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Davidson’s Challenge

‘We have many vocabularies for describing nature when we regard it as mindless, and we have a mentalistic vocabulary for describing thought and intentional action; what we lack is a way of describing what is in between\citep[p.\ 11]{Davidson:1999ju}
Why suppose there is any role for philosophers rather than scientists? Part of the answer is provided by Donald Davidson.
The question is how humans come to know about objects, words, thoughts and other things. In pursuing this question we have to consider minds where the knowledge is neither clearly present nor obviously absent. This is challenging because both commonsense and theoretical tools for describing minds are generally designed for characterising fully developed adults.

‘if you want to describe what is going on in the head of the child when it has a few words which it utters in appropriate situations, you will fail for lack of the right sort of words of your own.

‘We have many vocabularies for describing nature when we regard it as mindless, and we have a mentalistic vocabulary for describing thought and intentional action; what we lack is a way of describing what is in between

(Davidson 1999, p. 11)

I love this: Davidson says we will fail. So encouraging. But why will we fail?
Is he suggesting the issue is merely terminological? Not quite ...
So this is the challenge. We are describing something which is neither mindless nor involving full-blown thought and action. And, as Davidson observes, we lack a way of describing what is in between.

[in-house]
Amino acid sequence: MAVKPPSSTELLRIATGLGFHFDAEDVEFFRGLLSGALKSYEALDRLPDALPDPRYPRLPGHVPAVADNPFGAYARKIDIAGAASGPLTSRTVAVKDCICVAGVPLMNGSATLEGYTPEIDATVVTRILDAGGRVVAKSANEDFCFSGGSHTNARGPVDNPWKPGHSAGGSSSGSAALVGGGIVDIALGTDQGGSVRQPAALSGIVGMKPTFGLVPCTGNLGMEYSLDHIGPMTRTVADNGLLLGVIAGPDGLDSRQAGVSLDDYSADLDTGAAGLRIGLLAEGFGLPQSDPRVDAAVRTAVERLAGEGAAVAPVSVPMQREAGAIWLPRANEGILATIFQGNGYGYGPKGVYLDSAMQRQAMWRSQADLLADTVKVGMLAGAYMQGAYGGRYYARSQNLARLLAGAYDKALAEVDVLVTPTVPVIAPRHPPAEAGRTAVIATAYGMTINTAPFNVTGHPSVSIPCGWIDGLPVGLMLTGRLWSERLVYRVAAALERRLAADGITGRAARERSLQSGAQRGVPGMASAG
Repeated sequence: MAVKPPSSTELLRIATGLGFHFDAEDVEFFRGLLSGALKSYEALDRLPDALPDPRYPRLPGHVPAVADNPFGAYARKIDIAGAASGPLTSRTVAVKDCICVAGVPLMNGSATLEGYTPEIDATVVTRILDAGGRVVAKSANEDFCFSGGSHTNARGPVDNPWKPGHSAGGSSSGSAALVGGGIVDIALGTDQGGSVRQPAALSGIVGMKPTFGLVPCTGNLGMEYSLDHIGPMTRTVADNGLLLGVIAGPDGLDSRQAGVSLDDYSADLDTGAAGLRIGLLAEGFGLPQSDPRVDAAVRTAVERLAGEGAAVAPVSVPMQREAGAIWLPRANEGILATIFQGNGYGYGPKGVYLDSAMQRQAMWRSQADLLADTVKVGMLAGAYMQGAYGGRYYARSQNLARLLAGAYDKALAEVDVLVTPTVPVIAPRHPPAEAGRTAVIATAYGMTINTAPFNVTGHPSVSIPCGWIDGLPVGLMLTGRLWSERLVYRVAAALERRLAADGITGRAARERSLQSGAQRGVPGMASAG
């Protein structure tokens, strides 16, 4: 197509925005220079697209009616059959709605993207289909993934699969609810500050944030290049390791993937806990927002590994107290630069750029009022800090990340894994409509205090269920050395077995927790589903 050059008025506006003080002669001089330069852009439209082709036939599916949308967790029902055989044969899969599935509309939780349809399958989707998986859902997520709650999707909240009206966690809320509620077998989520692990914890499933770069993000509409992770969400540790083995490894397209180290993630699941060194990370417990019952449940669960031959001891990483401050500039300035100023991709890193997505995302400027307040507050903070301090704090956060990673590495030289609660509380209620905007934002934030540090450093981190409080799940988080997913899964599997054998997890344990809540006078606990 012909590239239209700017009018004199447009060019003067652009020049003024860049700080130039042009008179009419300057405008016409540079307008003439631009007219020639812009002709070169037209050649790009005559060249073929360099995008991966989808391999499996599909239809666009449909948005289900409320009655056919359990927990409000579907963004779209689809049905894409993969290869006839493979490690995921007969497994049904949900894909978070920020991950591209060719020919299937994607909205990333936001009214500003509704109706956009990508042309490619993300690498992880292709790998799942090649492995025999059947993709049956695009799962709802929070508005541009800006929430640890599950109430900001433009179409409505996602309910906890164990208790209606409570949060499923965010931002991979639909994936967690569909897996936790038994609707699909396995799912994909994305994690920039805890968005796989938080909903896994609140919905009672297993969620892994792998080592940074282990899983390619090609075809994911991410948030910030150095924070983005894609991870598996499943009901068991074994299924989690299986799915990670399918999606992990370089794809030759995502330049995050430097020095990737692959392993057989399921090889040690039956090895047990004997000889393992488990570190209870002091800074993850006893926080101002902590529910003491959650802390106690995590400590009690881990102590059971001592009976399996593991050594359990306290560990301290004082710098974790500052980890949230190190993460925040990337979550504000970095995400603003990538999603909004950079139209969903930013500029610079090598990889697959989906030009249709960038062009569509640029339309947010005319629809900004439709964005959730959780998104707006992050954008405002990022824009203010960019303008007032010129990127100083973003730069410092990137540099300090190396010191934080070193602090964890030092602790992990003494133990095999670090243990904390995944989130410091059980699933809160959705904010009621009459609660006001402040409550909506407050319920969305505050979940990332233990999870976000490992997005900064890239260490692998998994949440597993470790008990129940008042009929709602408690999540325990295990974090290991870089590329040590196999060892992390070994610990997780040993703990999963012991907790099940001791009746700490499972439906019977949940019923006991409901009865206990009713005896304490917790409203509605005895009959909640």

The question about the origins of mind is in part a philosophical question because answering it will require new conceptual tools.
This challenge is one that we will face again and again.
What does Davidson have in mind? Let me introduce what I’ll call the ‘Uncomplicated Account of Minds and Actions’.

Uncomplicated Account of Minds and Actions

For any given proposition [There’s a spider behind the book] and any given human [Wy] ...

1. Either Wy believes that there’s a spider behind the book, or she does not.

2. Either Wy can act for the reason that there is, or seems to be, a spider behind the book (where this is her reason for acting), or else she cannot.

3. The first alternatives of (1) and (2) are either both true or both false.

\subsection{Uncomplicated Account of Minds and Actions} For any given proposition [There’s a spider behind the book] and any given human [Wy] ... \begin{enumerate} \item Either Wy believes that there’s a spider behind the book, or she does not. \item Either Wy can act for the reason that there is, or seems to be, a spider behind the book, or else she cannot. \item The first alternatives of (1) and (2) are either both true or both false. \end{enumerate}
The Uncomplicated Account could be elaborated to take into account the fact that how people act depends on attitudes other than belief. For example, much may depend on whether Wy likes, or fears, spiders.
Philosophers have done much of this elaboration, building on the Uncomplicated Account by identifying features of belief adding attitudes like desire and intention as well as fear and pride.
But there is a fundamental problem with the Uncomplicated Account, one that probably can’t be fixed by elaborating it with further attitudes. The problem is that, as we will see in a moment, there are cases in which (2) turns out to be wrong and the connection between (1) and (2) breaks down.
If we want to understand what is going on in the head of an infant who is in the process of developing capacities for knowledge, we will have to fundamentally revise the Uncomplicated Account.